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Tipping Points In Mediation: Critical Thresholds In The Process

Ever since Malcolm Gladwell’s book, The Tipping Point: How Little Things Can Make a Big Difference,was published in 2000 the term “tipping point” has been commonly (perhaps overly) used to describe all kinds of situations far removed from those intended by Morton Grodzins, who originated the phrase while studying the integration of American neighborhoods in the early 1960’s. The concept has come to mean any process that, beyond a certain point (the “tipping point”), proceeds dramatically: the moment of critical mass, the threshold or boiling point. The term finds its origin in Sociology, although it has been commonly used in other fields such as Chemistry, Mathematics and Environmental issues. So too has it found its way into the Mediation lexicon to describe critical events where concepts or notions that seemingly play a minor role, cross a certain threshold and become unstoppable forces in the resolution, and in some cases, the complication of disputes. In my mediation practice I have encountered many examples of how one dramatic moment, event or thought can change the complexion of the dispute resolution process, both positively and negatively.


Believe it or not, the initial decision, as to which resolution vehicle to use has its critical thresholds, its tipping points. On the day that I write this, I have met with the CEO of a company that has developed its own ADR process because of what the chief describes as her fatigue caused by seemingly endless and costly litigation “….that has led us nowhere. It was time for us to do something constructive, that made sense for our company and shareholders. Something predictable, where we had control. Litigation left us empty and exhausted. We had reached the tipping point.”

Litigation was the preferred means of truth seeking and problem solving in American culture and history for a long time, but after World War II some subtle shifts started occurring. According to my esteemed colleague, Oregon mediator Robert Benjamin, at the dawn of the Cold War it became clear that traditional competition and confrontation was too costly. In the global context it was also deadly and negotiation was brought to the fore once again to be tried as a method to resolve conflicts. People like Fisher and Ury and their Harvard Project on Negotiation and their writings made a good case for collaborative, interest based negotiation that sought, in part, to diminish the role of the usual battle that we see in litigation. But, as Benjamin relates, negotiation still had its truth based, truth-seeking opponents:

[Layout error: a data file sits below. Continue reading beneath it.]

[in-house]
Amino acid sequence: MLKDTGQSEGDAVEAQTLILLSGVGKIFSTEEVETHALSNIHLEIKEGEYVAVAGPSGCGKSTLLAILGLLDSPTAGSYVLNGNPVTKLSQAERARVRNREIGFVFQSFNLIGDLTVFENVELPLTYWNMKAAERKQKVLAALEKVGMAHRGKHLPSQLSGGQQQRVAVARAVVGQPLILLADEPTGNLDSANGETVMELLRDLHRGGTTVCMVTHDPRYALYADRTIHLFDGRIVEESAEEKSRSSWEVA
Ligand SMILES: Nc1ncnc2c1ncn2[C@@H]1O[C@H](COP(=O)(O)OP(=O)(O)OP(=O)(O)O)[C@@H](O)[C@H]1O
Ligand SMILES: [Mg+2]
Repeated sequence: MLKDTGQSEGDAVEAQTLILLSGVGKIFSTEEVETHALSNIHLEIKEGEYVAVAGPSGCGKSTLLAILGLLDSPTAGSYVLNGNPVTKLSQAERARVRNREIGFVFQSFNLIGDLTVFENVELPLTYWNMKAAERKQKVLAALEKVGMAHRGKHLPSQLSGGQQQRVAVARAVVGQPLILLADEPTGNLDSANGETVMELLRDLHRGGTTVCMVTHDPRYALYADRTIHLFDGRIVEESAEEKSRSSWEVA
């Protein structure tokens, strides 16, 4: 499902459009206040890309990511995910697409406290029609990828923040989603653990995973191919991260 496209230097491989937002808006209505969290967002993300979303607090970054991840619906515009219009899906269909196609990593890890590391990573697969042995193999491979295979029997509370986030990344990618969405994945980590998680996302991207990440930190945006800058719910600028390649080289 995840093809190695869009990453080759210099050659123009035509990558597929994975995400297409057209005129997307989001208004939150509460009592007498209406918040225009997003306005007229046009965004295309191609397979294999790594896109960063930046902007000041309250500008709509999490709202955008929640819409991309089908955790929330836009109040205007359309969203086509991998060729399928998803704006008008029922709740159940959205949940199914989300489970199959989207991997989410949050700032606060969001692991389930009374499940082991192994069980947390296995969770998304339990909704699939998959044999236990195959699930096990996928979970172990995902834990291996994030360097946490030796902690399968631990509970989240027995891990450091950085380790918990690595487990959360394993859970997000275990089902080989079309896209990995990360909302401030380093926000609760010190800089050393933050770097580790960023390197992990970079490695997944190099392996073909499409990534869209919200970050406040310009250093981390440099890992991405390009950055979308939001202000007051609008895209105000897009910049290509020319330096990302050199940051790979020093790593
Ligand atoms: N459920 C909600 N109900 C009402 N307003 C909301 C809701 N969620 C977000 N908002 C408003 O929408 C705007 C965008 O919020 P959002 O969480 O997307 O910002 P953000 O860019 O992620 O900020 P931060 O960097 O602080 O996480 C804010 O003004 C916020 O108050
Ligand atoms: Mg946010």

Despite the rationalist cover, however, negotiation remains problematic because it essentially challenges the core Enlightenment principles of reason and the quest for truth, which are the bedrock of “techno-rational” society’s belief system. Negotiation often requires that the pursuit of the truth of a matter be set aside in deference to reaching a pragmatic understanding. If you are right, and the evidence backs you up, negotiation is nothing less than an unprincipled sellout. The “myth of rationality” is firmly ingrained in our system of thinking, and negotiation fights against that mythology every step of the way.

I see what Bob Benjamin means on a frequent basis. Litigators, who have a hard time putting on the mediation hat, fight for truth, and I, the mediator preach that there isn’t only one truth. There are four sides to a story. Yes, FOUR. Yours, theirs, the truth (which we rarely get at even though we think we do), and what a trier might do and which might not resemble any of the above. Tough medicine for people who believe in the “myth of rationality”. The decision to mediate and then proceed in a non-competitive manner, to transform from the quest for truth to the appreciation of intangible virtues (such as predictability, finality, closure, and most important, control), requires lots of momentum. Participants need to reach the tipping point and continue beyond in order to conduct the negotiation unhindered by the mythology.

Participants often hear from me that the dispute is not about wins or losses or truth, but about getting it done. It is about closing chapters. As the aforementioned CEO observes, it is about the business of the company getting done, something not exclusively about core truths. Those who are willing to approach this “tipping point” and understand collaborative negotiation, can be ever so much more effective in the mediation setting. Thinking on these issues may be tough to change and may take immersion in the process itself to accomplish the necessary adjustments.